Havana, Cuba & Oakland, California: Trader Vic’s, 1958/1962. Menu. This staple-bound menu measures 8.5” x 15”. The internal drink pages measure approximately 8.25” x 13.5”. Light wear with a couple of short, thin stains at the bottom margin of the cover.
A printed message in Trader Vic’s hand is inside the front cover; it reads: “No more fine Cuban Rum since that stinker Fidel Castro took over – but we’ve a helluva lot of menus – Vic”.
There isn’t much information available about this souvenir menu and what is available online is usually incorrect. Some claim that the “stinker Fidel” message is hand-written and personally signed by Trader Vic. It is not; it was overprinted on what appears to be an original Havana menu that bears a “Trader Vic’s / for the habana hilton / Habana, Cuba / Copyright Trader Vic 1958” statement inside the front cover with a “San Francisco / Oakland, Calif./ U.S.A.” imprint on the front.
While the menu cover is original, the drink menu pages were inserted when the souvenirs were distributed (or sold?) as they are marked “Copyright Trader Vic, 1962.” At least one Tiki collector has suggested that Trader Vic assembled these souvenirs in 1962 in the wake of President John F. Kennedy’s Bay of Pigs invasion fiasco as anti-Castro propaganda.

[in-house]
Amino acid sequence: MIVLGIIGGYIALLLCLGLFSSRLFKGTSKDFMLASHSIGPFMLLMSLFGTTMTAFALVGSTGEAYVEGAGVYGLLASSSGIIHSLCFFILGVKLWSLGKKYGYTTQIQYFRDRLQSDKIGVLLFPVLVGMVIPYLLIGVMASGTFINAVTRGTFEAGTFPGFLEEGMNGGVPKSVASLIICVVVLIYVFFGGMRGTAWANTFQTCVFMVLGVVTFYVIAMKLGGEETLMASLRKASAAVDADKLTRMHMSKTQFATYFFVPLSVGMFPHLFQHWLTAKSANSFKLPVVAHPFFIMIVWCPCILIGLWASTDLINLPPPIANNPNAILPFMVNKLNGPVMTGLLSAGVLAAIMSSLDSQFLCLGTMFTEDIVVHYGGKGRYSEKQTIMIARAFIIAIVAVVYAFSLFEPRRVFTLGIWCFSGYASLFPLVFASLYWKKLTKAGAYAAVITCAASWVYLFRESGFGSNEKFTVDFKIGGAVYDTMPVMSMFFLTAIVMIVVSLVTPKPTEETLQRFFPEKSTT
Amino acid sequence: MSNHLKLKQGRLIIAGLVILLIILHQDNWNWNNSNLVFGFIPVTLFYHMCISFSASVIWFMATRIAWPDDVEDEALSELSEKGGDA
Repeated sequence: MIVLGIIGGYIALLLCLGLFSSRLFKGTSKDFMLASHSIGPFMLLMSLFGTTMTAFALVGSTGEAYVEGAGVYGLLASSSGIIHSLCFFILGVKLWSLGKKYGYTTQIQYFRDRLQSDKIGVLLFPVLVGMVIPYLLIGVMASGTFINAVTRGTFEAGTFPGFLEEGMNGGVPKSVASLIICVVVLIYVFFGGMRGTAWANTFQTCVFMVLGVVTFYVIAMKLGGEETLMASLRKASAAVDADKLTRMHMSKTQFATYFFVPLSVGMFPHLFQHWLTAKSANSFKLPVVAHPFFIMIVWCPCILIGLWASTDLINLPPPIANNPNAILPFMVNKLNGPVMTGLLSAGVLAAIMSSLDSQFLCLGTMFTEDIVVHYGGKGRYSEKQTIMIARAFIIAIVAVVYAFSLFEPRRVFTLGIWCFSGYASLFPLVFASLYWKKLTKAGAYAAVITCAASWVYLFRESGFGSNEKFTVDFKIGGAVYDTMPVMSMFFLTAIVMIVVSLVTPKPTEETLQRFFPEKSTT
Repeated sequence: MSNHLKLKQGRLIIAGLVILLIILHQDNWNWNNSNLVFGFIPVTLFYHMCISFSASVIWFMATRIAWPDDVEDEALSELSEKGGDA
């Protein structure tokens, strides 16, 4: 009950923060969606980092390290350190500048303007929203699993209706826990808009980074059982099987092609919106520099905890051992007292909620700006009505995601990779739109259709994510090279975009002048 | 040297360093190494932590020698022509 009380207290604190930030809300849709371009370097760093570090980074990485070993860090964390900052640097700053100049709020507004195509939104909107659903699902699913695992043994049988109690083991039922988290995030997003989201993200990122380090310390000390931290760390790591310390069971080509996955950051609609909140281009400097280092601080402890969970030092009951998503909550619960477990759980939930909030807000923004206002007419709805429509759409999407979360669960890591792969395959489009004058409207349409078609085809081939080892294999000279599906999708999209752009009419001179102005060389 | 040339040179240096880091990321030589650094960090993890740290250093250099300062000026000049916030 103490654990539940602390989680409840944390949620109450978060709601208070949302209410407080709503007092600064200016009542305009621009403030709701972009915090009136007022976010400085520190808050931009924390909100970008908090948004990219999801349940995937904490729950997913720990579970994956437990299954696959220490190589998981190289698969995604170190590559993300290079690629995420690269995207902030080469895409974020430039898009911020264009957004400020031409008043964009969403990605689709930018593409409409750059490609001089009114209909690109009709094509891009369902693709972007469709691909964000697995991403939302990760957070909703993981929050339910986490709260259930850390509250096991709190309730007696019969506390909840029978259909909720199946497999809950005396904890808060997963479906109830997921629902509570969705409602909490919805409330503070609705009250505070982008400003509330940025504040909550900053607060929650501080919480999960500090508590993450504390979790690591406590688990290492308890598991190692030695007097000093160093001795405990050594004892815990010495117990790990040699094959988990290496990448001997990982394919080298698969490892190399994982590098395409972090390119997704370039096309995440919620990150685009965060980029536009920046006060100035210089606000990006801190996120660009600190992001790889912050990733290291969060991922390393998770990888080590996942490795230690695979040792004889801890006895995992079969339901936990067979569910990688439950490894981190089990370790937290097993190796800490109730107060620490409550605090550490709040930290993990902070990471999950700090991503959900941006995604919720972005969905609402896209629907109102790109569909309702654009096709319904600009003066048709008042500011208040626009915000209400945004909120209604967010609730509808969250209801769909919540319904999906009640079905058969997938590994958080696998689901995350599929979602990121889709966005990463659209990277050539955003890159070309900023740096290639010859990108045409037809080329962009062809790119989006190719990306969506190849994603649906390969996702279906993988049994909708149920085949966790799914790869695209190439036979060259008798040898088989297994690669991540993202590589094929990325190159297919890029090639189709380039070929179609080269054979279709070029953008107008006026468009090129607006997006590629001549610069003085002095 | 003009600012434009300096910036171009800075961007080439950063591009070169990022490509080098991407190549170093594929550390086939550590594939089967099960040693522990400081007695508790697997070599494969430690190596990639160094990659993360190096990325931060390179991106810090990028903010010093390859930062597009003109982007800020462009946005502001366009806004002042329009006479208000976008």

Another falsehood about the Havana Trader Vic’s restaurant is that its American manager was shot while running to catch one of the last airplanes out of Cuba back to the US. While that makes for a good story, it is not true. I. Keith Hardmen, a Trader Vic’s manager from Chicago, traveled to Havana in 1957 to supervise the opening of the restaurant. When Castro took control of Cuba in 1959 and established his headquarters in the Habana Hilton, Hardiman personally delivered Fidel’s first meal. When the revolution eventually forced the restaurant to close, Hardmen along with his wife and baby, was reassigned to manage the Trader Vic’s in Portland, Oregon (see Hardiman’s obituary at the San Francisco Gate website. Very good. Item #009423
Shortly after the Havana Trader Vic’s closed, the Cuban government reopened the restaurant as “El Polonesio,” and it remains in operation today with most of its 1950s décor intact. It is the oldest original Trader Vic’s restaurant still in existence.